Eno River Farm

Eno River Farm


By Laurie Paolicelli

Eno River Farm, which sits on two-hundred beautiful acres on St. Mary’s Road in Hillsborough, is a seasonal farm market, with an indoor greenhouse, ice creamery, and an outdoor farm that grows strawberries, blueberries, blackberries, and raspberries, as well as seasonal crops such as ornamental plants, poinsettias, and herbs. Its existence is due to a young man’s vision, his uncle’s dreams, and a shared family love of farming, self-sufficiency and the environment.

The young man is named Keegan Czesak (pronounced See-Zack). Keegan grew up in Wilmington and spent summers on his grandparent’s farm on Virginia’s Eastern Shore. He loved it so much that he spent his last two years of high school in Virginia farming potatoes to be distributed to Frito Lay. With a passion for the land, Keegan chose to attend Virginia Tech to pursue an undergraduate degree in Agricultural Management/Technology and Engineering. His capstone project included a highly detailed plan of a family-friendly pick-your-own farm that included sustainable agriculture, an indoor farm market with local products, and pick your own berries, tulips, and other seasonal crops. A longer-range vision included outdoor entertainment focused on old fashioned family fun such as a drive-up outdoor movie theater, local bands, and food trucks.

Keegan Czesak

The uncle is named Jude Samulski. Jude was in awe of Hillsborough’s beauty, and when he moved to northern Orange County he bought land on St. Mary’s that was tapped for development. Jude was committed to making a valuable environmental impact on the neighborhood. He didn’t know what he was going to do with the land but was open to ideas.

And here came one in the person of his nephew Keegan and his capstone project. Together uncle and nephew willed an idea into existence: Eno River Farm.

All in the family, Uncle Jude Samulski

“Driving back from dinner in Hillsborough, we went past a piece of property for sale,” Czesak says, “and we joked about what we would do with the land if we bought it.” Samulski, an entrepreneur behind many Biopharmaceutical companies, apparently saw promise in the humor. He invested in the class assignment. And so Czesak began clearing the land for Eno River Farm in March 2019.

Eno River Farm enjoyed a soft opening in spring 2020. This Saturday, November 28, from 9 a.m.to 5 p.m. the public is invited to walk through the green houses and see the berry fields and poinsettias and enjoy ice cream and hot chocolate. The holiday open house is another way for Eno River Farm to greet friends and neighbors and highlight the farming that they are proud of. “We are now decked-out in holiday lights and seasonal cheer and we invite guests to meander our COVID-safe property which is equipped with reminders of social distancing and the need to wear a mask, wash your hands and wait six feet apart.”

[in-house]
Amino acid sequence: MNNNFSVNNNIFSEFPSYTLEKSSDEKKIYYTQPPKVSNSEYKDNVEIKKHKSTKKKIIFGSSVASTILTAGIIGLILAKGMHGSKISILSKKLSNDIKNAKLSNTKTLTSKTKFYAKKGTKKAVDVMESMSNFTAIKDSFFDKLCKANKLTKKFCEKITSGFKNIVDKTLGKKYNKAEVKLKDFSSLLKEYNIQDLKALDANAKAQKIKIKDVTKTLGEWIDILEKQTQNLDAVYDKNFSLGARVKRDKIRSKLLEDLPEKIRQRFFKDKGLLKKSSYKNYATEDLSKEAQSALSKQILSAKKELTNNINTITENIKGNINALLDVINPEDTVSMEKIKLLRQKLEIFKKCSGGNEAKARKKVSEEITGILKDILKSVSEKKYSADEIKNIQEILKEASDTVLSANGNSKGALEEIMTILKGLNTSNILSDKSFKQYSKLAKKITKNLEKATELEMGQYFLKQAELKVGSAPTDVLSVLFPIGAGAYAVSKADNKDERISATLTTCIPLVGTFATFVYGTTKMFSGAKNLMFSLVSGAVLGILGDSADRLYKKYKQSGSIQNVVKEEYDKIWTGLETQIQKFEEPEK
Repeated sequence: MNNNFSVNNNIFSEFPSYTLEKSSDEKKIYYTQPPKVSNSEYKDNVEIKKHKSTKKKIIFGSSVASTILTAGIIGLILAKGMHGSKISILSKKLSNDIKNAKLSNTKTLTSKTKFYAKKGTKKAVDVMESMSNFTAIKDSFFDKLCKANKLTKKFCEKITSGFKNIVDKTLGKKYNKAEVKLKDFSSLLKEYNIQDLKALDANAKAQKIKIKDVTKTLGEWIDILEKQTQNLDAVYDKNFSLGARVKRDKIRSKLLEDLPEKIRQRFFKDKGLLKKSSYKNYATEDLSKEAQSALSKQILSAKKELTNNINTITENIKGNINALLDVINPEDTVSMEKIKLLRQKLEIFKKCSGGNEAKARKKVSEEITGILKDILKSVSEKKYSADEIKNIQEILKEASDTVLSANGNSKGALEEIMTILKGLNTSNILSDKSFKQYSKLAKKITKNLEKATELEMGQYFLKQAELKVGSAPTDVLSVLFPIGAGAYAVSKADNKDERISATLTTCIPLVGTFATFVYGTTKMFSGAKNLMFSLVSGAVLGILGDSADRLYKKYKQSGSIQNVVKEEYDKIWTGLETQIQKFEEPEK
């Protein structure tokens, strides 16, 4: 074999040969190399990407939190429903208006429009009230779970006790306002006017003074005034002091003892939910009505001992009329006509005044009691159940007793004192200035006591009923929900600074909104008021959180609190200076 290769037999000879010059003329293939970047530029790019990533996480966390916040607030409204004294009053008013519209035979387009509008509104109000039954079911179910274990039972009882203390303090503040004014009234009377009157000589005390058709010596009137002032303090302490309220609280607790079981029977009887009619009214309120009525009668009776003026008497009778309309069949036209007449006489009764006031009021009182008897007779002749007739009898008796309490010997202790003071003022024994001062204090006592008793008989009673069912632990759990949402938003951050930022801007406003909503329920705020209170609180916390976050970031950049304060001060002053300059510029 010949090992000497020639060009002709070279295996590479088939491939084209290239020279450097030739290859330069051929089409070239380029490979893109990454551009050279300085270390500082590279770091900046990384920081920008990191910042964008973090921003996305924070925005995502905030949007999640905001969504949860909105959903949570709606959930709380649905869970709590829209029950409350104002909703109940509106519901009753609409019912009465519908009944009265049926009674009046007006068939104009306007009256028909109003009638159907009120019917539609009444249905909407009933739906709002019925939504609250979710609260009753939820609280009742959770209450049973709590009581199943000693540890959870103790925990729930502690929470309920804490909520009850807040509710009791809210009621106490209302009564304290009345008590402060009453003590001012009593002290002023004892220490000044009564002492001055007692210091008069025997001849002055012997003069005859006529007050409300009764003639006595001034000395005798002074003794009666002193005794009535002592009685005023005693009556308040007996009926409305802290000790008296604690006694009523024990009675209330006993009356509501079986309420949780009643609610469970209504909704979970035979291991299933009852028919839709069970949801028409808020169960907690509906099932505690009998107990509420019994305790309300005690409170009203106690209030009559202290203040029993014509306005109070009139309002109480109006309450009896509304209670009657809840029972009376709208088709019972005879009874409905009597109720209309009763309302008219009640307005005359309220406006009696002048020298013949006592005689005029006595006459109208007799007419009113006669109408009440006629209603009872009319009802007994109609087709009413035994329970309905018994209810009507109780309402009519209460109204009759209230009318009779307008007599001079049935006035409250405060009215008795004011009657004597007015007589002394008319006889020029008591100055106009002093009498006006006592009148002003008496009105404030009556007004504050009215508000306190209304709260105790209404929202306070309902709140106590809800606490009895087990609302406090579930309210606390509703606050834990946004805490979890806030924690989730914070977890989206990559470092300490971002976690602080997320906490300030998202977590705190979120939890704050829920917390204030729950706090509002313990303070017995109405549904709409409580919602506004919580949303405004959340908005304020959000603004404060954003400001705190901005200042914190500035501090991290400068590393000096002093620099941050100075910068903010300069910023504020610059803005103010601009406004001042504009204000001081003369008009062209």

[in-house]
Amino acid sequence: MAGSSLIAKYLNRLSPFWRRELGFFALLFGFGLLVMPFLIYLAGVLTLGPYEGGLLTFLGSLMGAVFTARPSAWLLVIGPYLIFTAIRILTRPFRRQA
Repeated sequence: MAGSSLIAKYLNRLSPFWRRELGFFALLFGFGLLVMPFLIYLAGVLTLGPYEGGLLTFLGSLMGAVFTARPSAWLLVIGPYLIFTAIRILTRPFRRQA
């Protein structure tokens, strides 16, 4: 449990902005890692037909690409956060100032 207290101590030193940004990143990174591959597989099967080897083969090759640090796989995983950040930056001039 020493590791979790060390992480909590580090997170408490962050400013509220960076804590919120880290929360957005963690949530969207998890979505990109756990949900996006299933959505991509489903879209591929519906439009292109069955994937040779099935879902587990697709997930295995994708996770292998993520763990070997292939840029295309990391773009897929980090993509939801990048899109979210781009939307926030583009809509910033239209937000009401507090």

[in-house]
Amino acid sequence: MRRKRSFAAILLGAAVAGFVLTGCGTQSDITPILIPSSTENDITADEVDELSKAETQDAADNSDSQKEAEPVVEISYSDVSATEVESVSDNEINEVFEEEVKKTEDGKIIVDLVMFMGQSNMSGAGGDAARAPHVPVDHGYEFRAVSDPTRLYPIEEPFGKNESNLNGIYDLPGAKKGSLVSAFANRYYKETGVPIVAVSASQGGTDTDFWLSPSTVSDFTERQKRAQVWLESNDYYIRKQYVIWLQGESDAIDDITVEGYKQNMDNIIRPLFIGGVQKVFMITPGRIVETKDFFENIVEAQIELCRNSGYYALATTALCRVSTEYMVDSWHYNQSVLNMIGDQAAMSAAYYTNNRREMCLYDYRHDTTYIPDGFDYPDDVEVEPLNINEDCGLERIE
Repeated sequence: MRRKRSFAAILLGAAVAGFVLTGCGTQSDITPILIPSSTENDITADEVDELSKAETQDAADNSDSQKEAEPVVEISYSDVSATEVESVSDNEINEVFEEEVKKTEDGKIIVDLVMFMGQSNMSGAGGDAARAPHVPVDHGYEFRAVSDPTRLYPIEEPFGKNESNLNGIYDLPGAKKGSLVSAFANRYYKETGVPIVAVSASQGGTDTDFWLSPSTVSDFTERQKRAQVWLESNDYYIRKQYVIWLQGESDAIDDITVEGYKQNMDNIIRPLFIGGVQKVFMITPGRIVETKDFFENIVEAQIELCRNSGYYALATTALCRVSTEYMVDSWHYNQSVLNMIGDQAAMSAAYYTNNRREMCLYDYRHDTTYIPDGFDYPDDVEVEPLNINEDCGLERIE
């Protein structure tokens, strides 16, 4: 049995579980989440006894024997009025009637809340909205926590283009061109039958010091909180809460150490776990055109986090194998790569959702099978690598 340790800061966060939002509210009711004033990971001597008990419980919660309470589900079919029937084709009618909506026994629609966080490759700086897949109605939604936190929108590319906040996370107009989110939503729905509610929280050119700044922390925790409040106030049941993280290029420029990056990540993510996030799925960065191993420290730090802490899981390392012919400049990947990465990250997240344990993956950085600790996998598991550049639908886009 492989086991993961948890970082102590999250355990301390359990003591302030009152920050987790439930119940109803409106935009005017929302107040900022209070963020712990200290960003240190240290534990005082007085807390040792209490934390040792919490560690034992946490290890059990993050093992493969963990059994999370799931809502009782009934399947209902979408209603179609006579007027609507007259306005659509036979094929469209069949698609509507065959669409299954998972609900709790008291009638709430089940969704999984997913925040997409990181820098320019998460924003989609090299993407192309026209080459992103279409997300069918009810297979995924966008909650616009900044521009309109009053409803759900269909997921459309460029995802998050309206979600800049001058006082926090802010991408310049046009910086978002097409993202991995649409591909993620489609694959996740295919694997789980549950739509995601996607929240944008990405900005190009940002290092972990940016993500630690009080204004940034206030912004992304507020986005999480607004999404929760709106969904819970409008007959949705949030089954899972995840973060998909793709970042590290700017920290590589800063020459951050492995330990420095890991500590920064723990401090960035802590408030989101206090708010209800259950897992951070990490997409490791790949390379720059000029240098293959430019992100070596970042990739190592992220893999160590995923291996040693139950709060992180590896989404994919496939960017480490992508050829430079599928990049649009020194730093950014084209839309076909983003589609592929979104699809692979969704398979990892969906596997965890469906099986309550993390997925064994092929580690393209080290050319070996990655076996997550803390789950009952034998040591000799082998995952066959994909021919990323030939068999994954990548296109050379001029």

“All of the strawberries are planted, and we hope visitors find it an educational experience to see the sub-straight, hydroponic farming methods. Even though the temperatures are cooler we will be serving our strawberry and other ice creams as well as hot chocolate. After all, there are a lot of places to get plants, vegetables and several places to find local ice cream in the area, but no place to find all three but at Eno River Farm.” 

You can keep-up with all events on their website: www.enoriverfarm.com

“Spring 2021 will be fun,” Keegan believes. “In the planting world, spring is a key season. We look forward to having food trucks, local musicians, pick your own tulips and pick your own berries. We’ll also offer pre-picked raspberries.” 

They’re putting in peaches and this spring construction of a new drive-in movie theater will commence. 

Keegan said that farming and entrepreneurship is in his family’s blood. “My parents were committed to nature and health and we spent many days fishing and enjoying the outdoors. My first vision for a future farming venture came after a college visit to Cape Town, South Africa. I saw multi-million dollar homes at the same intersection as a man living behind a rock,” Czesak says. The sight inspired his future but also recalled his childhood in Virginia. His grandparents’ potatoes had supported the multi-brand corporation Frito Lay. “I wanted to make a difference. Something that would impact the community, not just make a mass-produced commodity.”

It takes a family to make a farm, and that’s never been truer than it is at Eno River Farm. It’s a kind of magic. How often does a school project turn into a reality, a reality all of us can enjoy and from which all of us can benefit? It’s a marriage of vision, desire and place – St. Mary’s Road in Hillsborough, Orange County, North Carolina. It’s just another way we’re reminded of how lucky we are to be where we are, and of the remarkable and brilliant souls who surround us, and who give us so much.

Laurie Paolicelli is the Executive Director of the Chapel Hill/Orange County Visitors Bureau.

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